I would change the economic system and give everybody a basic income. From there new and beautiful initiatives Will rise. Amber Martens

I’d do the same! And give everyone a better work/life balance, and a higher basic wage for a better quality of life. Holly Mazillius

If I could change one thing, I’d be braver. Claire Butterfield

 If I could change something, I will chose change how days and years are counting to be more flowing moments with everything and everyone. Karla Siqueira

Lynne Sedgemore – Glastonbury  In this lockdown period I have already decided to slow down, to spend more time in nature, and more time with my family and close friends.I choose to be kinder, to support those in need and to honour and nourish the land through activism and sacred ritual. Mother Earth is our solace and our salvation – respecting her will be at the centre of my life.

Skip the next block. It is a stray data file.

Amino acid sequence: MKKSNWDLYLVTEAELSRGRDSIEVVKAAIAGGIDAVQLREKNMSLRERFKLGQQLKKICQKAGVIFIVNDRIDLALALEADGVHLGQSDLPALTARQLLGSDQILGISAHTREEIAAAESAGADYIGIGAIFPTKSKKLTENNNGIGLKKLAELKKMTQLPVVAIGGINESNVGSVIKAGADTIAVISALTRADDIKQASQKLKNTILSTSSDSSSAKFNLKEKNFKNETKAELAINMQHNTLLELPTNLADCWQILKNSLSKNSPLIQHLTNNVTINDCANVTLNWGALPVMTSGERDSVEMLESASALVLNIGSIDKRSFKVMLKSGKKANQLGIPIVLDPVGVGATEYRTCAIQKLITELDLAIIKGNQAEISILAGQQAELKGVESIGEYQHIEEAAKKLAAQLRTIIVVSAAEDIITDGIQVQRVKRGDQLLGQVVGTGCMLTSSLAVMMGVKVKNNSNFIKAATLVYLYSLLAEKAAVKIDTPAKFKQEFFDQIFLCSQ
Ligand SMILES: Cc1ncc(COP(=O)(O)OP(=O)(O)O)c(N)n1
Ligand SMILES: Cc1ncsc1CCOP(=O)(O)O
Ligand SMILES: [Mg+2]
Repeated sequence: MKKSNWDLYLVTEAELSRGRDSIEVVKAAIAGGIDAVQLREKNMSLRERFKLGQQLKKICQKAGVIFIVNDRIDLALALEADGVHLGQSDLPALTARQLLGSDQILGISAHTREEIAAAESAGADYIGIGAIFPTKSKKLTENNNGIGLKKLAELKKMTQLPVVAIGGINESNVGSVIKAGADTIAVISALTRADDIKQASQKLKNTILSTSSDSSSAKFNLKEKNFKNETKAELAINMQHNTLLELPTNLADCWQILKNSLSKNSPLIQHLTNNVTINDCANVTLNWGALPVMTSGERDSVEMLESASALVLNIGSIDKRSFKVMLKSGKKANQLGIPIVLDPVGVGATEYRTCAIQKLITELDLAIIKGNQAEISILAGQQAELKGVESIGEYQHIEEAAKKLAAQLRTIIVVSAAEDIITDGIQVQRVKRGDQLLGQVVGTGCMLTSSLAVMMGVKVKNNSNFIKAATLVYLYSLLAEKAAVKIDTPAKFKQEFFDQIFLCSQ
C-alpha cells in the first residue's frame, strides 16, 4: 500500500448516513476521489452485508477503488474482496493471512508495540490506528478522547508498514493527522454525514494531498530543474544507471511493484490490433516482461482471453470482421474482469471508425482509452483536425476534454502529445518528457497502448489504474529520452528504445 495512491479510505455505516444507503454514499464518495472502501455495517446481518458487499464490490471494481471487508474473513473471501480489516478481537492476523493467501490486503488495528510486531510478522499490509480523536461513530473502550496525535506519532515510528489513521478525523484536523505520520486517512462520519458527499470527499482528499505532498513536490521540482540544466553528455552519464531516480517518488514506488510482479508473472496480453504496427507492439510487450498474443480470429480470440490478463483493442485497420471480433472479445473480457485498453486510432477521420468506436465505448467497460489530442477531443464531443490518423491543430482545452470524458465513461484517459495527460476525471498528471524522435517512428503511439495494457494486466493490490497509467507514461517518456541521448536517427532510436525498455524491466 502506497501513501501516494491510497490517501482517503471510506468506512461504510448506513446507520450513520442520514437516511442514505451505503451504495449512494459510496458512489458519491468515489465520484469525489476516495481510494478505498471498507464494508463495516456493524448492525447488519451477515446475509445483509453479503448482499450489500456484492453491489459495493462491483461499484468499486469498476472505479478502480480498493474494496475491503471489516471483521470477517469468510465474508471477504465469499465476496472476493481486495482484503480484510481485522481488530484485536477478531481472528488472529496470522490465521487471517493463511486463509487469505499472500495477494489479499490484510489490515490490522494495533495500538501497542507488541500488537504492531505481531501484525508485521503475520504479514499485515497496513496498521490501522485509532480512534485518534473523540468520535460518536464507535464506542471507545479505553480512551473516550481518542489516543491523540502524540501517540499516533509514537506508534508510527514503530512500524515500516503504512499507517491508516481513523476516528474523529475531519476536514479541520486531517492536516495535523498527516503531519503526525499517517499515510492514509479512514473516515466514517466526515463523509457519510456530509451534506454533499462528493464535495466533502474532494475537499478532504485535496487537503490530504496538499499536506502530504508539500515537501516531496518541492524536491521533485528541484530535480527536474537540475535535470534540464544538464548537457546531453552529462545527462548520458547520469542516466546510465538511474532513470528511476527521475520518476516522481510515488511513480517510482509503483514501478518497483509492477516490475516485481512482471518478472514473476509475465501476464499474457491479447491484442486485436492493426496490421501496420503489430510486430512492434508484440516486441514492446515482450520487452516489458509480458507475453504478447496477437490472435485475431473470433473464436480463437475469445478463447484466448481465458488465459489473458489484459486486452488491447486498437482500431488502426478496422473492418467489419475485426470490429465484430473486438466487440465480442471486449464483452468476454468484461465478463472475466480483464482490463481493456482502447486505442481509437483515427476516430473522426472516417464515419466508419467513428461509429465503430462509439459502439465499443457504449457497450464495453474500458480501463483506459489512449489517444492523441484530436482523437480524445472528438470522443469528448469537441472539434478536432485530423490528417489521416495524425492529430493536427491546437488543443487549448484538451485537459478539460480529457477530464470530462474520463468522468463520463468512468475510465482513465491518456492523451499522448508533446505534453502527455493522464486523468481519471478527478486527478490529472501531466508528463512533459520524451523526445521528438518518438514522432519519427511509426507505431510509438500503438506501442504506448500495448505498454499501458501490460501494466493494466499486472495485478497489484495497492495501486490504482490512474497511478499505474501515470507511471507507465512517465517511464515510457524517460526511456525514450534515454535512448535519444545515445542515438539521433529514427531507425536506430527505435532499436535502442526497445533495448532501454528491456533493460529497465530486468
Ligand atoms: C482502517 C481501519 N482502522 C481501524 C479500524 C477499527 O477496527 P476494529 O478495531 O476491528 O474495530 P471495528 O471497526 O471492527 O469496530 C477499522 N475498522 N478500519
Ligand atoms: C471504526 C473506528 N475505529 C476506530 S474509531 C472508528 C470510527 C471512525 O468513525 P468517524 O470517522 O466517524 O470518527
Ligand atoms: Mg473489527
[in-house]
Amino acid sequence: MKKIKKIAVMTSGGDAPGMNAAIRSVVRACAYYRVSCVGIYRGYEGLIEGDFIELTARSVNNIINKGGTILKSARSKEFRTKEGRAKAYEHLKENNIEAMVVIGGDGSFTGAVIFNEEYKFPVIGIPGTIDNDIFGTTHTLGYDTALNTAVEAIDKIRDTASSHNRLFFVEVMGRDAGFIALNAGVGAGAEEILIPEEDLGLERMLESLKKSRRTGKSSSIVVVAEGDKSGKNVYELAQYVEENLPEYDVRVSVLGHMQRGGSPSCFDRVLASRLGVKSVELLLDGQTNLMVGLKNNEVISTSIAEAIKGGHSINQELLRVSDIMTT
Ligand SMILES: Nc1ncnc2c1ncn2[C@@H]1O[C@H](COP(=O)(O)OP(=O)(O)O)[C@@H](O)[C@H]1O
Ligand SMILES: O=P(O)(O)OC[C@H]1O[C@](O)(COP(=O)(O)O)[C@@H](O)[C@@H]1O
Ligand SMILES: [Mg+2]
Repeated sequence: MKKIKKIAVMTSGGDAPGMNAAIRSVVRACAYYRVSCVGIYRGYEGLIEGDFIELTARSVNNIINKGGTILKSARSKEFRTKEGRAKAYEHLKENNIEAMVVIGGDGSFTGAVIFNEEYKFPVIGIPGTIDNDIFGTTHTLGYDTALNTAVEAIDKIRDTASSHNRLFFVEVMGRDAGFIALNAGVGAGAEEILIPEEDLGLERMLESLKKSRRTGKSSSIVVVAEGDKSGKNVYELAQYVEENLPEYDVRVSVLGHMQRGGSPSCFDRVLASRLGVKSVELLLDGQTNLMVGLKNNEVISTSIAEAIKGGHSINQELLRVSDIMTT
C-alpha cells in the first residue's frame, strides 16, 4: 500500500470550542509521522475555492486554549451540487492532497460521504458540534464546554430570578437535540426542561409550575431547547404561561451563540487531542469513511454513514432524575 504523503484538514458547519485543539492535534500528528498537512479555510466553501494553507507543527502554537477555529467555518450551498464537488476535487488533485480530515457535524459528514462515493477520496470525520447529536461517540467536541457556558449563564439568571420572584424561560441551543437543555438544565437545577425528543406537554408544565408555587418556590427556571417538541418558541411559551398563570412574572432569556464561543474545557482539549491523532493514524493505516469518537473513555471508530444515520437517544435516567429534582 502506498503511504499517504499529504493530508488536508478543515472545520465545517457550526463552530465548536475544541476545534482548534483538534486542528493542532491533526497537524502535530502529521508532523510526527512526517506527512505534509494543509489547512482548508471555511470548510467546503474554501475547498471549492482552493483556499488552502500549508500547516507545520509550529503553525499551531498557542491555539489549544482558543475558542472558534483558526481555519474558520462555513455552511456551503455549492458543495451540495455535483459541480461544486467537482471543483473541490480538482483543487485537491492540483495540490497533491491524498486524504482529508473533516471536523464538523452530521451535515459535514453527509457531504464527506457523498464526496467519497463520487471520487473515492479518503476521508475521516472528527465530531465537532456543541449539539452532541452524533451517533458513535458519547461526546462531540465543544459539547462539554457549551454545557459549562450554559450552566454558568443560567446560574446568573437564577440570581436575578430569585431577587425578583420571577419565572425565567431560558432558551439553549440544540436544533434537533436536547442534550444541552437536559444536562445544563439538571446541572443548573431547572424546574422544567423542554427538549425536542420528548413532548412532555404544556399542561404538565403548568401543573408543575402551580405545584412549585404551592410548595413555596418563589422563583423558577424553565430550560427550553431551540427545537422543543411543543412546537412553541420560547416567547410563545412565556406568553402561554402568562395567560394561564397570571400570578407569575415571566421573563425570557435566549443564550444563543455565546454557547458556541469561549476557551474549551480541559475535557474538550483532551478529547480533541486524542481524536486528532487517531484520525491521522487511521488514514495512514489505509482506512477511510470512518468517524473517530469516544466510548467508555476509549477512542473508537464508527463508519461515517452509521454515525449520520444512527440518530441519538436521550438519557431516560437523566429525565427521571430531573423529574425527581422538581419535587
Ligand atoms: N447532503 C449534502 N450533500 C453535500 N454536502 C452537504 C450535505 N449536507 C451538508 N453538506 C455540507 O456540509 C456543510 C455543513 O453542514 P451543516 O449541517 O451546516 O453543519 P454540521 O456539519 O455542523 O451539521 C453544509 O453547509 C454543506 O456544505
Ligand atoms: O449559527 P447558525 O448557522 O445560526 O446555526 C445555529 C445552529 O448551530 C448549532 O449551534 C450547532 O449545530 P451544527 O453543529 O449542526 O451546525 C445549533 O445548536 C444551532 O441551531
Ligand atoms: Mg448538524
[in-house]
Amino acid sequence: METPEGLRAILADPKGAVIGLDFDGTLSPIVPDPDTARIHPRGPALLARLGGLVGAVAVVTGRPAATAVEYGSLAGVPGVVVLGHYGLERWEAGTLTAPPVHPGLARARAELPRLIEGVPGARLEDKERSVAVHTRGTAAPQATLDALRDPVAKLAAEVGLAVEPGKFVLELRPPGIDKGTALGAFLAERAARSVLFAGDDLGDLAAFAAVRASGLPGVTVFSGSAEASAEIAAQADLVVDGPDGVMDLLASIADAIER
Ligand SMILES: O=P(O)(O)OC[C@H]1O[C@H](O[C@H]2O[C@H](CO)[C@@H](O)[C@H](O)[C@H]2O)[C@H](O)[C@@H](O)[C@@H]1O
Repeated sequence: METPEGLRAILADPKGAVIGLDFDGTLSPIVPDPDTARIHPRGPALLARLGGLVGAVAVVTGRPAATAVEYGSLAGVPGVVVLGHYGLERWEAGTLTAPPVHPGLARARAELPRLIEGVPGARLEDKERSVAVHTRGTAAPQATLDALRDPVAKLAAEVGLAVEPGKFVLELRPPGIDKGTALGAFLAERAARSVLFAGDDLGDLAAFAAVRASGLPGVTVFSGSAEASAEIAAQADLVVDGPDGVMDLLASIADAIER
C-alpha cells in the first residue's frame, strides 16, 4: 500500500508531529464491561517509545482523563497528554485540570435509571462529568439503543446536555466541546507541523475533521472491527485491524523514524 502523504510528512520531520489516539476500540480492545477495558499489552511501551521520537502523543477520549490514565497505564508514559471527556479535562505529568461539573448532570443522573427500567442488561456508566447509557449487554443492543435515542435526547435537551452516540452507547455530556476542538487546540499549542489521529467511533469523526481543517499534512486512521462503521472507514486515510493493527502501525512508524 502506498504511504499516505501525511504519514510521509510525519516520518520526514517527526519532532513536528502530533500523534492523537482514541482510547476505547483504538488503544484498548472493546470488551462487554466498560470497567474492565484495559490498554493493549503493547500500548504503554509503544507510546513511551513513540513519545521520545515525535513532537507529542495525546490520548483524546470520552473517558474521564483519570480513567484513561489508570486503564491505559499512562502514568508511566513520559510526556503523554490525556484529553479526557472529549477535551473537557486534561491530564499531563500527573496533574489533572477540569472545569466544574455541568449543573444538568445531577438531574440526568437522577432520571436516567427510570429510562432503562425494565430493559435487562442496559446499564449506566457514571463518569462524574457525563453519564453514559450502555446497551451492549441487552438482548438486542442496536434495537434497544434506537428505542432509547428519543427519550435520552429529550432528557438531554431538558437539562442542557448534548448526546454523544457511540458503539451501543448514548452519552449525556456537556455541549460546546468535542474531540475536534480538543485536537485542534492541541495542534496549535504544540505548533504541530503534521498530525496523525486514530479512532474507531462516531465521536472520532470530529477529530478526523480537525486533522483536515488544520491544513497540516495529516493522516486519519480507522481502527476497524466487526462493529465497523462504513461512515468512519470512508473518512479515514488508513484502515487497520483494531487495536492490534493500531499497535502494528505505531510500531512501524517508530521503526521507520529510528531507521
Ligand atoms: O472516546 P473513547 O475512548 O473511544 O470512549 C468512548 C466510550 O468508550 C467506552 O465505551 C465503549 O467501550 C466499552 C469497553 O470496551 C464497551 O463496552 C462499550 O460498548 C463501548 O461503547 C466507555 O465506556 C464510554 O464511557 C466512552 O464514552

Marion Brigantia – Glastonbury  A New Earth – A World of Balance – The concept of a ‘new Earth’ has been a thought, an idea, that has been present most of my life. It was as if echoes of it came through every now and again. ‘It’s the end of the world as we know it’– one of the REM songs, that sounded ominous when I first heard it, but also a bit like a promise. ‘We are the ones we’ve been waiting for’– wow, that hit me hard when I first heard it said by ‘Little Grandmother’ Kiesha Crowther. It was as if a sixth sense picked up on these foretelling’s, whenever I encountered them. So, is this it then? Is this the big change, the shift into another dimension, the Age of Aquarius? And if I am the change I have been waiting for, what part do I have to play in these times?